1. ​ B1 used at the beginning of children's stories to mean "a long time ago":

    used when referring to something that happened in the past, especially
    when showing that you feel sorry that it no longer happens:
    once upon a time

    Once upon a time there was an ugly duckling.

    ​  Once upon a time people knew the difference between right and wrong, but nowadays nobody seems to care.
  2. B2 a curved device used for catching or holding things, especially one attached to a surface for hanging things on:
    a coat/picture hook a boat hook a fish hook
  3. B2 [ C or U ] a willingness to give your time and energy to something that you believe in, or a promise or firm decision to do something:

    [ C ] something that you must do or deal with that takes your time:
    • Players must make a commitment to play for a full season.
    • her commitment to left-wing politics/the cause of feminism/the company
    • She is known chiefly for her commitment to nuclear disarmament.
    • I'd like to thank the staff for having shown such commitment.

    family/work commitments I've got too many commitments at the moment to do an evening class. Children are such a commitment.
  4. 2 having little importance, influence, or effect, especially when compared with other things of the same type:
    • a minor operation
    • It's only a minor problem.
    • There's been an increase in minor offences, such as traffic violations and petty theft.
    • She suffered only minor injuries.
  5. C1 the fact of making something seem larger, more important, better, or worse than it really is:
    Sal estimates over 60 people were there but I think that's a slight exaggeration.

    [ + to infinitive ] It would be no exaggeration to say that her work has saved lives.
  6. B1 [ I or T ] to make an arrangement or meeting certain, often by phone or writing:
    • [ + that ] Six people have confirmed that they will be attending and ten haven't replied yet.
    • Flights should be confirmed 48 hours before departure.
    • I've accepted the job over the phone, but I haven't confirmed in writing yet.
  7. B2 to involve yourself in a situation when your involvement is not wanted or is not helpful:
    It's their problem and I'm not going to interfere. I'd never interfere between (US with) a husband and wife. Interfering in other people's relationships is always a mistake.
  8. an interruption in the usual way that a system, process, or event works:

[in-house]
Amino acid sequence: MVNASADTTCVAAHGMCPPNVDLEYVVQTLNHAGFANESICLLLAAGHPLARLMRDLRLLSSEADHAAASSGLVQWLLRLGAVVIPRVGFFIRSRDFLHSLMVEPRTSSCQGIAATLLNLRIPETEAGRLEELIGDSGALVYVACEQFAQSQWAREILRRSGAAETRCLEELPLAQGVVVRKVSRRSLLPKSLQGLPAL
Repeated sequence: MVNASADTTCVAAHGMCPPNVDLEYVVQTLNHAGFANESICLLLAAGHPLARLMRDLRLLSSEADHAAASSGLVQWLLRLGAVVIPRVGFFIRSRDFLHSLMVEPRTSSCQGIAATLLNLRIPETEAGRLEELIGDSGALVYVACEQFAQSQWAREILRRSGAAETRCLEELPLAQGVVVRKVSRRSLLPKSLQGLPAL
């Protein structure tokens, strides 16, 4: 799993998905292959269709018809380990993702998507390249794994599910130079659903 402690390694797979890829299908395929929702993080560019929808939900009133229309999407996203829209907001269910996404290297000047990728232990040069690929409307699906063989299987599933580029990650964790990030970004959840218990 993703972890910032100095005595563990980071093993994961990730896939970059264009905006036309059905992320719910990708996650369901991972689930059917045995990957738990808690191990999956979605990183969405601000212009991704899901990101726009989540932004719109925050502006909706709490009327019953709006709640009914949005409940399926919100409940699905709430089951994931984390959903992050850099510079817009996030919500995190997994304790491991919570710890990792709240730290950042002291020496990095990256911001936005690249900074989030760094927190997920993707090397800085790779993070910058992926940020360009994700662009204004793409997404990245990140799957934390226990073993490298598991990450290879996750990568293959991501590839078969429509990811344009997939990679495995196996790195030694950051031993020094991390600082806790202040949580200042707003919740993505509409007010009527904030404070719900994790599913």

It would cause a tremendous disruption to our work schedule to install a different computer system.

    A crackdown on illegal-immigrant hiring could create widespread workplace disruptions.
  9. C1 to prevent someone or something from entering a place or taking part in an activity:
    • Women are still excluded from the club.
    • Microbes must, as far as possible, be excluded from the room during an operation.

    Tom has been excluded from school (= he is not allowed to go to school) for bad behaviour.
  10. G 1. to experience great difficulties or be completely unable to decide what to do or say next:

    2. verb: (especially of a boat) to fill with water and sink: 
    to be unsuccessful:
    He lost the next page of his speech and floundered around/about for a few seconds. Although his business was a success, his marriage was floundering. Richardson resigned as chairman, leaving the company floundering.

    2. The ferry foundered in a heavy storm, taking many of the passengers and crew with it.

    ​ to be unsuccessful: Teaching computers to read and write has always foundered on the unpredictable human element in language.
  11. G . 1. B2 in the past:

    2. officially:
    • 1. formerly
    • The European Union was formerly called the European Community.

    2. After he formally declared his interest in the club, a number of rival takeover bids have been announced.The centre will be formally opened next year.The ceasefire has yet to be formally agreed.
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